In their earnings conference call last month, Allegiant Air executives fielded an interesting question from analysts.
Would the company consider initiating a fee for passengers to have a seat that reclines when the airline initiates its six-hour flights between Las Vegas and Honolulu?
The executives said no, they wouldn't, because none of the seats on the airline's Boeing 757 jets recline.
That surprised me, not so much because the company would turn down a potential revenue source but because it never occurred to me that an airline would have seats that didn't recline.
A representative of the company explained that seats on all Allegiant planes are at a fixed pitch about halfway between upright and fully reclined. One reason is that reclining seats can be damaged when passengers move the seat backs, and it's an expensive proposition to pull a plane from service just because one seat is damaged.
Most readers are likely more surprised that Allegiant doesn't consider reclining seats as a fee option since the company is one of the most aggressive in developing ancillary fees.
Allegiant flies out of Niagara Falls International Airport.
The company does that because it offers extremely low base fees and counts on customers to choose what they want to add to their experience -- and their cost.
But most consumers hate the fees. While I'm not sure they really mean it, many say they would rather see the cost of a ticket to go up than to be nickeled-and-dimed with fees.
If your game is to dodge airline fees and pay the lowest possible price for a ticket, here are some tips for you:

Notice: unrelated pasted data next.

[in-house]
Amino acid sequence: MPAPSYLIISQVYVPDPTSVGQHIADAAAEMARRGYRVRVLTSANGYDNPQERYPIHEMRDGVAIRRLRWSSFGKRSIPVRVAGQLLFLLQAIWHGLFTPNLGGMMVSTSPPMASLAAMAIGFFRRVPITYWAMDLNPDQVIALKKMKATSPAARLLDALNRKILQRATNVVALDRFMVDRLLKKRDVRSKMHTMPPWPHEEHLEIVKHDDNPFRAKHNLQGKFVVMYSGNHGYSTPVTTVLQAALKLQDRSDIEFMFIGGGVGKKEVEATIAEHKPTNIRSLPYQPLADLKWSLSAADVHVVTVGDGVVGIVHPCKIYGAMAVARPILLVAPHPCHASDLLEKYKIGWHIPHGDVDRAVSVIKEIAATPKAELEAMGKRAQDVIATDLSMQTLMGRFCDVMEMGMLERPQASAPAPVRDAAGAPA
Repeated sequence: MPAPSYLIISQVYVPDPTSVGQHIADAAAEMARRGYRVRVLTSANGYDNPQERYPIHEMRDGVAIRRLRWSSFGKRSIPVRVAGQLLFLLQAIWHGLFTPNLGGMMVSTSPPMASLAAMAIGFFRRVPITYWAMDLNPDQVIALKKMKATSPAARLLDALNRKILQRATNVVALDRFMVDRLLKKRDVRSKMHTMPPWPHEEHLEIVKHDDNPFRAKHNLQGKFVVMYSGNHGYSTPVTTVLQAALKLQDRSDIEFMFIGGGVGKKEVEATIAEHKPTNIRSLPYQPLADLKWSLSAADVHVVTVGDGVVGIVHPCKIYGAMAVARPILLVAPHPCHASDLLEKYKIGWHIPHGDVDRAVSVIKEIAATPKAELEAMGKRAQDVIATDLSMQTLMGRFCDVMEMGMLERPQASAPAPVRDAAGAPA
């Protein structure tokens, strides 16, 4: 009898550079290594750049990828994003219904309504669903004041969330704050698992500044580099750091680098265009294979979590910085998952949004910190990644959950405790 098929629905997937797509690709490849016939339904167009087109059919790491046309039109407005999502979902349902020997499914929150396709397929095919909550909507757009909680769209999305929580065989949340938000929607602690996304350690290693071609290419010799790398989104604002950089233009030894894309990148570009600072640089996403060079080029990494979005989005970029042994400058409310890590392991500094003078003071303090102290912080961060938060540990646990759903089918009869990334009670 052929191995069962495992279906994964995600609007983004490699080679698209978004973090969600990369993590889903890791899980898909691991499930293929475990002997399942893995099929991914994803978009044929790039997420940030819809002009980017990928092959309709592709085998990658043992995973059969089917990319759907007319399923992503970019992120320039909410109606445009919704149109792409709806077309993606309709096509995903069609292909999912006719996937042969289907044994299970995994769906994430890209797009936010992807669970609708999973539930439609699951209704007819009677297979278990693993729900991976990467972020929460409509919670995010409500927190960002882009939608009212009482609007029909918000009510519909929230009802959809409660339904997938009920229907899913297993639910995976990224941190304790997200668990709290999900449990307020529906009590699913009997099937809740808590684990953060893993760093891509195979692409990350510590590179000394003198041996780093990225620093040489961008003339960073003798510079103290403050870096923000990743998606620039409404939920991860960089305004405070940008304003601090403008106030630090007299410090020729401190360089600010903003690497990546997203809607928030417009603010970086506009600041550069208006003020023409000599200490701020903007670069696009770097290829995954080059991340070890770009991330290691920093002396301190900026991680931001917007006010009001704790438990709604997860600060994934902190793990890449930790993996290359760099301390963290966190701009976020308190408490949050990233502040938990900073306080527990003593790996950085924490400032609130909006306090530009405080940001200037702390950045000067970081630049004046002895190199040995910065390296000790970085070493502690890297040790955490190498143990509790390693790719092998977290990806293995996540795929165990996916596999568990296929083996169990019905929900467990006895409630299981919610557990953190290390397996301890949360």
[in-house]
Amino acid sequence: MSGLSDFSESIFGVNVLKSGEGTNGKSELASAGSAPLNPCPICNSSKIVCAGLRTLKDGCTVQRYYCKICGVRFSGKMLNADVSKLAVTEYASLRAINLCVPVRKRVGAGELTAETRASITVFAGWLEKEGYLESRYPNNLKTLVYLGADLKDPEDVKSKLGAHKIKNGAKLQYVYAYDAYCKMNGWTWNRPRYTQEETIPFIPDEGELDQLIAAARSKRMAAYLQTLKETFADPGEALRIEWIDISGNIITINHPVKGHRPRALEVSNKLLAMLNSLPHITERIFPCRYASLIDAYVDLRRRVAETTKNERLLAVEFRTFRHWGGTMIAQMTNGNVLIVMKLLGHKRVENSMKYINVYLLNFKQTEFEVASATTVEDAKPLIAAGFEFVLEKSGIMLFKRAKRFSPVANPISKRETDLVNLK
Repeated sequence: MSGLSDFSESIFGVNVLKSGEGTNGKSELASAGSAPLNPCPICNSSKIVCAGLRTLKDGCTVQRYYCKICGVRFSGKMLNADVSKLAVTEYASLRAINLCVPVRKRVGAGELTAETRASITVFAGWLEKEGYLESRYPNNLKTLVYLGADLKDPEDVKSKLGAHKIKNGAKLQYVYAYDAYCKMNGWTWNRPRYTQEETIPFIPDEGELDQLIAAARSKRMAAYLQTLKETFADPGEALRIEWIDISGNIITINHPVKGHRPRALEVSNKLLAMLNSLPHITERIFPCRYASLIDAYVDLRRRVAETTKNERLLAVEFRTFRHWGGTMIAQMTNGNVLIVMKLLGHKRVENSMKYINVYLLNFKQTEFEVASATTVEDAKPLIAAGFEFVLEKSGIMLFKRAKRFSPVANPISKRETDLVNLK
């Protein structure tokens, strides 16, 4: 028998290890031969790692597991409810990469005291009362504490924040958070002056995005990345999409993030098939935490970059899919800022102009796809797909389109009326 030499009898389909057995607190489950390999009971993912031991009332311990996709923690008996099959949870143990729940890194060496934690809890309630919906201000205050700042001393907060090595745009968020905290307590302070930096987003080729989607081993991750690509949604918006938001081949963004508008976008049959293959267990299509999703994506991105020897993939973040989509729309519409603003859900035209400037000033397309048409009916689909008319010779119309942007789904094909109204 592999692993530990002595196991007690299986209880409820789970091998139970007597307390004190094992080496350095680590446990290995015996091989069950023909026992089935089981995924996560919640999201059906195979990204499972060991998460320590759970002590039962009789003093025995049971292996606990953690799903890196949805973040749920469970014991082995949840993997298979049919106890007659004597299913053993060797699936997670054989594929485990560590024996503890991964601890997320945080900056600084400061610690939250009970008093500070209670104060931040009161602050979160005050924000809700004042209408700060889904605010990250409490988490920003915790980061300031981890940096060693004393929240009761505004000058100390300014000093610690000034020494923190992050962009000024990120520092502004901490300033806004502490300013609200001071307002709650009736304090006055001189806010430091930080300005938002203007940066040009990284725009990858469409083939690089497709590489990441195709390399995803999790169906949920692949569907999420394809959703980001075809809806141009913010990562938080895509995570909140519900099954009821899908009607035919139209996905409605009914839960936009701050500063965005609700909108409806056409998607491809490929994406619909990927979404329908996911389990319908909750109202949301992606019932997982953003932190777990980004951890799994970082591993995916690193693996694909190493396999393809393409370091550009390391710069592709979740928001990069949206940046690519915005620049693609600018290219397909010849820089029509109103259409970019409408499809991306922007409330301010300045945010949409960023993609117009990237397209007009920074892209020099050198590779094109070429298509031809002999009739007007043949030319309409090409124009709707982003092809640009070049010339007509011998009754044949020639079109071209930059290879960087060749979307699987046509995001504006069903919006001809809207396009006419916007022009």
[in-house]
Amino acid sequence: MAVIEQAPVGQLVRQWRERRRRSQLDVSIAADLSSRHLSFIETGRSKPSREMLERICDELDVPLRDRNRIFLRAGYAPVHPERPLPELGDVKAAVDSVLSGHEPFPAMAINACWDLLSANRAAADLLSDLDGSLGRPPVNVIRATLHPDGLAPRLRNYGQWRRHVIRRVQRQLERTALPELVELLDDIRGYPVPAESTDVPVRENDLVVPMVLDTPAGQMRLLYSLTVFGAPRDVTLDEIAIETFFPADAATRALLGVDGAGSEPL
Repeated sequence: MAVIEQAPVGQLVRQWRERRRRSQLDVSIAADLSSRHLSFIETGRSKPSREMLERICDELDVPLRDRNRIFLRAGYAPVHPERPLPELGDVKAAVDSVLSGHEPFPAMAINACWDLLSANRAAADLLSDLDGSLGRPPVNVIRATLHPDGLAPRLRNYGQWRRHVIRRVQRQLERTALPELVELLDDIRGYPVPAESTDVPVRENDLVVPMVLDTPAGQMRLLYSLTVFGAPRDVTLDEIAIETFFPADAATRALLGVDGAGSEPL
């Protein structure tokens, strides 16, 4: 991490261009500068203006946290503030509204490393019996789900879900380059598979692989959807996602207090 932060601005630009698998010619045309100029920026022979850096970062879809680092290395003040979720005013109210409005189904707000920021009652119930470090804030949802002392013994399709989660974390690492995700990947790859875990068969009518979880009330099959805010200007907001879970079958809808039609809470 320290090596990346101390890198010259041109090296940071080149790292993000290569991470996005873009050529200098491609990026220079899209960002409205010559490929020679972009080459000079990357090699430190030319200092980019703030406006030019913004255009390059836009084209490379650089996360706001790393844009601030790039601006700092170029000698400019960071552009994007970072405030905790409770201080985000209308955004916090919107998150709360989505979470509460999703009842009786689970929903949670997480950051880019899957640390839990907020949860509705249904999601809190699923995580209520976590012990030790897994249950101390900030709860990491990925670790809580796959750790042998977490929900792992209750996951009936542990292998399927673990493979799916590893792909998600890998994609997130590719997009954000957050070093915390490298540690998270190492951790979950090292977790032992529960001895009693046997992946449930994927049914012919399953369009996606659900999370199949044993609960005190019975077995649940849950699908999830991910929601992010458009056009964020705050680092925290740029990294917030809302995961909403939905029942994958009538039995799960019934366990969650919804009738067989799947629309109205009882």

*Enroll in an airline's loyalty club. Different airline clubs offer different perks. Many clubs waive the $15 to $35 baggage fee imposed on most passengers. On some, you have to reach a certain level of flying before you get fees knocked off.
Research card award levels and qualifications before booking a flight to see what will be waived before you travel. Spirit Airlines' $9 Fare Club gives travelers access to deals the same way a Costco card gets you into the store to get reduced prices.
*Cancellation and change fees are killers. Of the major carriers, only Southwest offers a reasonably good cancellation and change option. Most airlines will ding you with fees of $50, $75 or $100 if you change your mind on a flight.
Southwest keeps your money but lets you use what you paid as a credit for future travel. If you're an infrequent traveler, it won't do you much good because the credit expires after a year. And Southwest's deal isn't as sweet as it once was. It used to be that you could apply the credit to another passenger on another flight. Now, the credit can only be used by the original passenger.
Allegiant offers Trip Flex, an $11.50 "insurance policy" that allows passengers to change or cancel flights for no extra charge.
*We've all heard the ads: On Southwest Airlines, bags fly free. By the way, the first bag on JetBlue also flies free. But if you're not flying either of those carriers, consider sending the items you put in your suitcase and carry-on bags ahead by UPS or FedEx. Depending on the destination, this might or might not be a savings.
But with companies like Allegiant charging $15 to $35 for a single suitcase or carry-on, it may make sense to spend $40 on a FedEx bill. And if transporting suitcases, always look for the prepaid prices. It costs more to make the transaction once you've arrived at the airport.
*Food and drinks cost north of $2 each on most flights. You can bring some food items aboard in carry-on luggage. But don't forget, you can't take drinks through the Transportation Security Administration checkpoints. Drinks at the airport usually are more expensive than what they cost on the plane.
*Seriously consider whether you really need seat selection or priority boarding. If it's a long flight, to Hawaii or to the West Coast, it may be worth it. But probably not for flights under two hours. On some carriers, that can save up to $80.
*Allegiant charges $25 per segment to book tickets through its call center or on its website. How do you dodge the fee? Buy your ticket at the airport. But there's a catch: You can only do that during times when the ticket counter is manned.